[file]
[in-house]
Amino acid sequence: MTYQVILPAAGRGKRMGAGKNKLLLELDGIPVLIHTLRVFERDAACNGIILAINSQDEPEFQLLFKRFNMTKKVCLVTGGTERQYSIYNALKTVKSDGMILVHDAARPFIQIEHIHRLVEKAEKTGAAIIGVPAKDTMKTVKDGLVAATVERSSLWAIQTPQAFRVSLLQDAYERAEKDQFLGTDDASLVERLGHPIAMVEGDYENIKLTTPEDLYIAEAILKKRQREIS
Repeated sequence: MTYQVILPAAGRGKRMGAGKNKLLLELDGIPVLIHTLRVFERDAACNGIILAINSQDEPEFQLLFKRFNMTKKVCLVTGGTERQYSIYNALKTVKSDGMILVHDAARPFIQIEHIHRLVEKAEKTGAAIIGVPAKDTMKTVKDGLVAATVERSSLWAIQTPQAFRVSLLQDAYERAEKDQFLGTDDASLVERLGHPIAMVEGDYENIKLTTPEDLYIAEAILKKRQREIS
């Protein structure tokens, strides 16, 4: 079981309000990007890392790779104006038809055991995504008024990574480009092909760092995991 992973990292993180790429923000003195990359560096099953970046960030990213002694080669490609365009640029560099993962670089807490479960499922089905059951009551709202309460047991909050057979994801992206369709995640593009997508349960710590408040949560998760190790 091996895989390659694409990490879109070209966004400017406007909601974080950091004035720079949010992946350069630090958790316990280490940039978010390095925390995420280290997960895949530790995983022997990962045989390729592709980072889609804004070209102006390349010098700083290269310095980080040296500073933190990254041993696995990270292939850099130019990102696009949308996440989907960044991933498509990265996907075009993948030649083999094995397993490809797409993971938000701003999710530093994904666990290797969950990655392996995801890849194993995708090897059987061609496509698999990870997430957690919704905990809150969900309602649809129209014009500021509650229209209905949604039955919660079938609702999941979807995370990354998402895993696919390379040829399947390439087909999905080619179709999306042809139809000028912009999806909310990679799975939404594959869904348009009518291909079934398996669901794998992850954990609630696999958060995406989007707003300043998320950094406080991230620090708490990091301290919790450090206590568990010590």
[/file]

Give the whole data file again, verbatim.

[in-house]
Amino acid sequence: MTYQVILPAAGRGKRMGAGKNKLLLELDGIPVLIHTLRVFERDAACNGIILAINSQDEPEFQLLFKRFNMTKKVCLVTGGTERQYSIYNALKTVKSDGMILVHDAARPFIQIEHIHRLVEKAEKTGAAIIGVPAKDTMKTVKDGLVAATVERSSLWAIQTPQAFRVSLLQDAYERAEKDQFLGTDDASLVERLGHPIAMVEGDYENIKLTTPEDLYIAEAILKKRQREIS
Repeated sequence: MTYQVILPAAGRGKRMGAGKNKLLLELDGIPVLIHTLRVFERDAACNGIILAINSQDEPEFQLLFKRFNMTKKVCLVTGGTERQYSIYNALKTVKSDGMILVHDAARPFIQIEHIHRLVEKAEKTGAAIIGVPAKDTMKTVKDGLVAATVERSSLWAIQTPQAFRVSLLQDAYERAEKDQFLGTDDASLVERLGHPIAMVEGDYENIKLTTPEDLYIAEAILKKRQREIS
């Protein structure tokens, strides 16, 4: 079981309000990007890392790779104006038809055991995504008024990574480009092909760092995991 992973990292993180790429923000003195990359560096099953970046960030990213002694080669490609365009640029560099993962670089807490479960499922089905059951009551709202309460047991909050057979994801992206369709995640593009997508349960710590408040949560998760190790 091996895989390659694409990490879109070209966004400017406007909601974080950091004035720079949010992946350069630090958790316990280490940039978010390095925390995420280290997960895949530790995983022997990962045989390729592709980072889609804004070209102006390349010098700083290269310095980080040296500073933190990254041993696995990270292939850099130019990102696009949308996440989907960044991933498509990265996907075009993948030649083999094995397993490809797409993971938000701003999710530093994904666990290797969950990655392996995801890849194993995708090897059987061609496509698999990870997430957690919704905990809150969900309602649809129209014009500021509650229209209905949604039955919660079938609702999941979807995370990354998402895993696919390379040829399947390439087909999905080619179709999306042809139809000028912009999806909310990679799975939404594959869904348009009518291909079934398996669901794998992850954990609630696999958060995406989007707003300043998320950094406080991230620090708490990091301290919790450090206590568990010590």